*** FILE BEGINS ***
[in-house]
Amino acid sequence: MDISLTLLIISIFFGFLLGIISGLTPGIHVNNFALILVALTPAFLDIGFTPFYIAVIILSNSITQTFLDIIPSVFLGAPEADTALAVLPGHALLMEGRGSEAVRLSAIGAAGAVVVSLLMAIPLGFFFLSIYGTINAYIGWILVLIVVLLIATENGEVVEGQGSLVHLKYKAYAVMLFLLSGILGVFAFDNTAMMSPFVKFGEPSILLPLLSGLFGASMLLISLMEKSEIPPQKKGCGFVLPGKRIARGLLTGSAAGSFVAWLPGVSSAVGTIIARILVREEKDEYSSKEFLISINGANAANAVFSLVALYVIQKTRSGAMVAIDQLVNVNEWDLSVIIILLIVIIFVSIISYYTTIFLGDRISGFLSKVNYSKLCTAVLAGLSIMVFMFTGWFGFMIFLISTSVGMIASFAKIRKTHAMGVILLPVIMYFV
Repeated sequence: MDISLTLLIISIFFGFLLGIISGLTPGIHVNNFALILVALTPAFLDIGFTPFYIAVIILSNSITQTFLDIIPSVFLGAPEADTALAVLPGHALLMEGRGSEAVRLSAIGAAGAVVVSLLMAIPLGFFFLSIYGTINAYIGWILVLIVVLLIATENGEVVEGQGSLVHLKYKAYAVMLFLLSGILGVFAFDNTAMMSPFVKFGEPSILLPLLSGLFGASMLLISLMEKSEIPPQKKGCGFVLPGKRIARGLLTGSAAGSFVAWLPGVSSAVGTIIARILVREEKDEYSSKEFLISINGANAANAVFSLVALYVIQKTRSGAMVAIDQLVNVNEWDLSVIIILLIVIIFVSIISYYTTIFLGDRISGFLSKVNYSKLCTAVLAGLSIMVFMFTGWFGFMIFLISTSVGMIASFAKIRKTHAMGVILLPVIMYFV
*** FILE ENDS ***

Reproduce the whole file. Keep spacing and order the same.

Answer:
[in-house]
Amino acid sequence: MDISLTLLIISIFFGFLLGIISGLTPGIHVNNFALILVALTPAFLDIGFTPFYIAVIILSNSITQTFLDIIPSVFLGAPEADTALAVLPGHALLMEGRGSEAVRLSAIGAAGAVVVSLLMAIPLGFFFLSIYGTINAYIGWILVLIVVLLIATENGEVVEGQGSLVHLKYKAYAVMLFLLSGILGVFAFDNTAMMSPFVKFGEPSILLPLLSGLFGASMLLISLMEKSEIPPQKKGCGFVLPGKRIARGLLTGSAAGSFVAWLPGVSSAVGTIIARILVREEKDEYSSKEFLISINGANAANAVFSLVALYVIQKTRSGAMVAIDQLVNVNEWDLSVIIILLIVIIFVSIISYYTTIFLGDRISGFLSKVNYSKLCTAVLAGLSIMVFMFTGWFGFMIFLISTSVGMIASFAKIRKTHAMGVILLPVIMYFV
Repeated sequence: MDISLTLLIISIFFGFLLGIISGLTPGIHVNNFALILVALTPAFLDIGFTPFYIAVIILSNSITQTFLDIIPSVFLGAPEADTALAVLPGHALLMEGRGSEAVRLSAIGAAGAVVVSLLMAIPLGFFFLSIYGTINAYIGWILVLIVVLLIATENGEVVEGQGSLVHLKYKAYAVMLFLLSGILGVFAFDNTAMMSPFVKFGEPSILLPLLSGLFGASMLLISLMEKSEIPPQKKGCGFVLPGKRIARGLLTGSAAGSFVAWLPGVSSAVGTIIARILVREEKDEYSSKEFLISINGANAANAVFSLVALYVIQKTRSGAMVAIDQLVNVNEWDLSVIIILLIVIIFVSIISYYTTIFLGDRISGFLSKVNYSKLCTAVLAGLSIMVFMFTGWFGFMIFLISTSVGMIASFAKIRKTHAMGVILLPVIMYFV